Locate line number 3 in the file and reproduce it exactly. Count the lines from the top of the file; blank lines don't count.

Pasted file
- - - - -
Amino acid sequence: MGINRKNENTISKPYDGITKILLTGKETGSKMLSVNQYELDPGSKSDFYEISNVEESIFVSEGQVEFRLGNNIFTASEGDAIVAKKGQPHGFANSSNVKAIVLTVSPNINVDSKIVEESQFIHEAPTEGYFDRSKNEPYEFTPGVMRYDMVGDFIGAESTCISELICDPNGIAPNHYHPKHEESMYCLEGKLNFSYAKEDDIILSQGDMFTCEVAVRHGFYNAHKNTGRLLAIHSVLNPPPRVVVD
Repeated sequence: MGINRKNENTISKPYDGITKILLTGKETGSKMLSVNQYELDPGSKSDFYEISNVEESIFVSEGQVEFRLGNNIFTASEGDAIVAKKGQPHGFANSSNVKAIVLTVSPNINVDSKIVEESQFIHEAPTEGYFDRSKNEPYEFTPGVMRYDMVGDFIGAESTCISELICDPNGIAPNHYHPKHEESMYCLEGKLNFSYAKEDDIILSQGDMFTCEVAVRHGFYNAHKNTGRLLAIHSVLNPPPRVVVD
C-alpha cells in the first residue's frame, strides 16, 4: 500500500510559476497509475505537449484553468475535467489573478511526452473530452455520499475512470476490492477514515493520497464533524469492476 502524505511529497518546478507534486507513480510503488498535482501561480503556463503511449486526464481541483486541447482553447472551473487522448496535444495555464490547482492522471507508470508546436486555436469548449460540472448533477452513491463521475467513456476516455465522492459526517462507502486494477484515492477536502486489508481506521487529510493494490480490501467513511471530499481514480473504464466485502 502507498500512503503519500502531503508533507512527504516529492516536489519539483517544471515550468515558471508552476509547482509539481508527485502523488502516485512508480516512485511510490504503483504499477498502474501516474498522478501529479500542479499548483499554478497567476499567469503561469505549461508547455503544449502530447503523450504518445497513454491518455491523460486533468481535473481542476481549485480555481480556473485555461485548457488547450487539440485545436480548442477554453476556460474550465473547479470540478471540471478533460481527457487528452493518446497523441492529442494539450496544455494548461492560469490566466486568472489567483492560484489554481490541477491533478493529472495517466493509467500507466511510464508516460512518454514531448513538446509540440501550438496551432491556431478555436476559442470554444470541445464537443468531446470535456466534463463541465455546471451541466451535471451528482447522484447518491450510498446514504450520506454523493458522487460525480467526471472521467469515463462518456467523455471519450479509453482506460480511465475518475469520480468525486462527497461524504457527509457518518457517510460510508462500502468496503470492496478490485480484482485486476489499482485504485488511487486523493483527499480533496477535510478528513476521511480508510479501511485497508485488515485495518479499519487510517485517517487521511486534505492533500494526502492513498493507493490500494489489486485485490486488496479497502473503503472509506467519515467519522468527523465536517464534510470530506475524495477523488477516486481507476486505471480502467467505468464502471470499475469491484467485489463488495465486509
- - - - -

C-alpha cells in the first residue's frame, strides 16, 4: 500500500510559476497509475505537449484553468475535467489573478511526452473530452455520499475512470476490492477514515493520497464533524469492476 502524505511529497518546478507534486507513480510503488498535482501561480503556463503511449486526464481541483486541447482553447472551473487522448496535444495555464490547482492522471507508470508546436486555436469548449460540472448533477452513491463521475467513456476516455465522492459526517462507502486494477484515492477536502486489508481506521487529510493494490480490501467513511471530499481514480473504464466485502 502507498500512503503519500502531503508533507512527504516529492516536489519539483517544471515550468515558471508552476509547482509539481508527485502523488502516485512508480516512485511510490504503483504499477498502474501516474498522478501529479500542479499548483499554478497567476499567469503561469505549461508547455503544449502530447503523450504518445497513454491518455491523460486533468481535473481542476481549485480555481480556473485555461485548457488547450487539440485545436480548442477554453476556460474550465473547479470540478471540471478533460481527457487528452493518446497523441492529442494539450496544455494548461492560469490566466486568472489567483492560484489554481490541477491533478493529472495517466493509467500507466511510464508516460512518454514531448513538446509540440501550438496551432491556431478555436476559442470554444470541445464537443468531446470535456466534463463541465455546471451541466451535471451528482447522484447518491450510498446514504450520506454523493458522487460525480467526471472521467469515463462518456467523455471519450479509453482506460480511465475518475469520480468525486462527497461524504457527509457518518457517510460510508462500502468496503470492496478490485480484482485486476489499482485504485488511487486523493483527499480533496477535510478528513476521511480508510479501511485497508485488515485495518479499519487510517485517517487521511486534505492533500494526502492513498493507493490500494489489486485485490486488496479497502473503503472509506467519515467519522468527523465536517464534510470530506475524495477523488477516486481507476486505471480502467467505468464502471470499475469491484467485489463488495465486509